Charleston Marsh

Last night I had the opportunity to paint at Lowndes Grove, where I had gnosis with the majesty of God’s creation.

I read with great interest of Jimmy Carter’s decision to “Lose his Religion.”  Frankly, I agree that losing one’s religion is the first step to true spiritual freedom. Religion is primarily an invention of men to control others.  As a positive organizing force it has had its ups and downs.

I am a follower of Jesus Christ, who was not a member of any church or sect.  I did not return to Jesus to please anyone, to fit in, to avoid eternal damnation or to make myself better than others.  I came back to Christ after many years as a non-believer, as a result of repeated encounters with a loving God, to whom I want to be closer.

My gnosis with God, who has no religion, does NOT include identifying those who are, or are not, going to heaven.  Nor is it about determining who are bigger sinners than me or the endorsing of hateful political practices.  God speaks to me through the beauty of nature and the majesty of how we are all connected.  God urges me on in the loving acceptance of what I cannot understand, namely the inner workings of others.  No one’s perfect.

And Yet, the Bible and other ancient texts, tell a magnificent story of His creation and profound influence on the evolution of human enlightenment, a story which is too astounding to ignore.  So I don’t.  It is a story that speaks to me.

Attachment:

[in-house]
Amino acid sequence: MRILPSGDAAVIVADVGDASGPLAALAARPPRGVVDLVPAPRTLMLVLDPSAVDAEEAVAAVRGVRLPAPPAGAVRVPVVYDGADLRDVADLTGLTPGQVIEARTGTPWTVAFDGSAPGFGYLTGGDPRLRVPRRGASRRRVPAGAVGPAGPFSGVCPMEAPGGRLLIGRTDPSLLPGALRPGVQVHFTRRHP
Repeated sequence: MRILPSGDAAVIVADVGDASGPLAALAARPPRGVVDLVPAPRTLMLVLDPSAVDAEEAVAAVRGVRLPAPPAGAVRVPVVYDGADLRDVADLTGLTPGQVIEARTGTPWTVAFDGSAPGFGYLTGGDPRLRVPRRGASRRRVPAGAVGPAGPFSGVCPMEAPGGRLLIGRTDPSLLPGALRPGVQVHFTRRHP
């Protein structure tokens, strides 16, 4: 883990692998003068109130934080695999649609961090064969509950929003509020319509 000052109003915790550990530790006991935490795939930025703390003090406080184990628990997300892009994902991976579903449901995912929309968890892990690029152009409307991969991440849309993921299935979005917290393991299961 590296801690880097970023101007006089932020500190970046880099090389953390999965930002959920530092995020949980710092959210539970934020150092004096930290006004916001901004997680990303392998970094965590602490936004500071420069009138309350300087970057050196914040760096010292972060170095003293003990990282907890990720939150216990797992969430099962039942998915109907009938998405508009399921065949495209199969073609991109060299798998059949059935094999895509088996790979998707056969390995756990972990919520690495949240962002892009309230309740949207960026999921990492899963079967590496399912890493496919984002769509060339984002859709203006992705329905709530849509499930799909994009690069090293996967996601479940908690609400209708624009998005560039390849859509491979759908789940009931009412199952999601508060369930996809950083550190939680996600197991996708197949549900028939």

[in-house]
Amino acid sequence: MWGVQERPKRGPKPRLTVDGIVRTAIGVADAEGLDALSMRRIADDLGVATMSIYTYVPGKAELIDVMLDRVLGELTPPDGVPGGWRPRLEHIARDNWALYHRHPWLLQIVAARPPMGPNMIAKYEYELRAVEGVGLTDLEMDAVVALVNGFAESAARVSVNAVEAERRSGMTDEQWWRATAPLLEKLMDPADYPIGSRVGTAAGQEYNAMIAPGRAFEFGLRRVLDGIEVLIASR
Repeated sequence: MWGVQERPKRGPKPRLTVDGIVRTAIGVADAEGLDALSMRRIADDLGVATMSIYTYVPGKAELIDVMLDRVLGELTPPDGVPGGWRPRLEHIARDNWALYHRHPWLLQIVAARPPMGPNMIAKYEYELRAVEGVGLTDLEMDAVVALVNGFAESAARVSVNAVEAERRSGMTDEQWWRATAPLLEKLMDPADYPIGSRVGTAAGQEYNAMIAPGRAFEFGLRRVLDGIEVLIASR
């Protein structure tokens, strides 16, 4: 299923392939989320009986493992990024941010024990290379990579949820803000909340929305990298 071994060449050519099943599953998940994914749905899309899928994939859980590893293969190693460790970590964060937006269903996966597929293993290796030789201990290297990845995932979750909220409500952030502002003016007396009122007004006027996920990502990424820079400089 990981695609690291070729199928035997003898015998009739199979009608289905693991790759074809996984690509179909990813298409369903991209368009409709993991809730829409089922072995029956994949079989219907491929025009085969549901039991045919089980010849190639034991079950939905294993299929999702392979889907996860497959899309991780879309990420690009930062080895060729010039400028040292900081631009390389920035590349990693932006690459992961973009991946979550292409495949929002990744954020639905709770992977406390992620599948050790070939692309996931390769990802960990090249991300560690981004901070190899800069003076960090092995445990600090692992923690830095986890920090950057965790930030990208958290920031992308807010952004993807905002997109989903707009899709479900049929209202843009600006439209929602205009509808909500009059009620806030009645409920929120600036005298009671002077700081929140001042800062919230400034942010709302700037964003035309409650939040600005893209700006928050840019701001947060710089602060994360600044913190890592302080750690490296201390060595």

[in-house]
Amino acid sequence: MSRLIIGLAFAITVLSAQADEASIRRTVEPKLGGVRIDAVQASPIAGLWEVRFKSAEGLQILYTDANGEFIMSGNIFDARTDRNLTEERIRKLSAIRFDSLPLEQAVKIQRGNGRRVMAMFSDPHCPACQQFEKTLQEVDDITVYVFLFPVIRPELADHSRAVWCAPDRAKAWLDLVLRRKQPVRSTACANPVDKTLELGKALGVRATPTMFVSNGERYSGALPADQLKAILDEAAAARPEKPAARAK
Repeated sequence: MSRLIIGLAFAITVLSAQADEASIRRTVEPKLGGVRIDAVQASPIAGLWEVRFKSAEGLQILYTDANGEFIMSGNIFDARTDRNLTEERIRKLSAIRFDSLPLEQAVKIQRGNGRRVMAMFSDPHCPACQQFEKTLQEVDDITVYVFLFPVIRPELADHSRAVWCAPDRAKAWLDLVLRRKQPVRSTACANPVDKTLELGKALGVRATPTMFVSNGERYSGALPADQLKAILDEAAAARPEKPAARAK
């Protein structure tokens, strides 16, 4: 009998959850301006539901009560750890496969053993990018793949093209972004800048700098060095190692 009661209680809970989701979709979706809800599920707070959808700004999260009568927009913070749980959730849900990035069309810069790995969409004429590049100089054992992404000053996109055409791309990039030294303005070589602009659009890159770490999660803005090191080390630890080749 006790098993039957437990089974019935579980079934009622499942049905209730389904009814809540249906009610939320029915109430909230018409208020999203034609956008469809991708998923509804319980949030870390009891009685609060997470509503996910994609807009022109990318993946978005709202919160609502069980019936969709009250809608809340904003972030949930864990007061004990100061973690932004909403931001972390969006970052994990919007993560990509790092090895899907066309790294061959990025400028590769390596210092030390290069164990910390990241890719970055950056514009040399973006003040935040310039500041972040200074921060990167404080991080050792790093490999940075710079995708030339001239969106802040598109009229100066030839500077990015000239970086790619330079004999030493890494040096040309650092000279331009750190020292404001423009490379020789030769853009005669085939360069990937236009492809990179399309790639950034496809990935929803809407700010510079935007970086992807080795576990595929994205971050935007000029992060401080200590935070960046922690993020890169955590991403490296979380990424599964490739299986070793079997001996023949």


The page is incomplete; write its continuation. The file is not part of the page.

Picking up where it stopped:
The only thing “nonbelievers” are missing is an active imagination, the ability to have experiences beyond their five senses.  Some people call this “having an open mind.”  Even the belief in nothing is a belief.  Some feel they are called to serve God.  Some feel they are called to serve science or art or pizza.  Some, like myself, see no contradiction in the myriad of human thought and imagination.  Quantum physics theorizes that we are all connected, in ways most of us will never comprehend.  My art points me in a similar direction, as does my relationship with God.

It’s actually pretty simple.  Since no one can actually know or prove some all-encompassing truth of how this universe, in all it’s vast complexity, really works, any attempt at asserting what is true is a willful act of the imagination. If what another imagines does not resonate with us, we label them as delusional or a heretic. They have failed to “capture” our imagination; we remain unconvinced. If we, on the other hand, agree with their imaginings we call them enlightened. Their story makes sense; it appeals to us. We then accept it as truth.

For me, the story of Jesus resonates.  I feel a calling to do whatever I can to be closer to God, to give up my will in service of His.  The world makes a lot more sense to me now and I am a lot more joyful, knowing I’m connecting to something much larger than my puny little self.  He sparks my imagination and that makes me happy.

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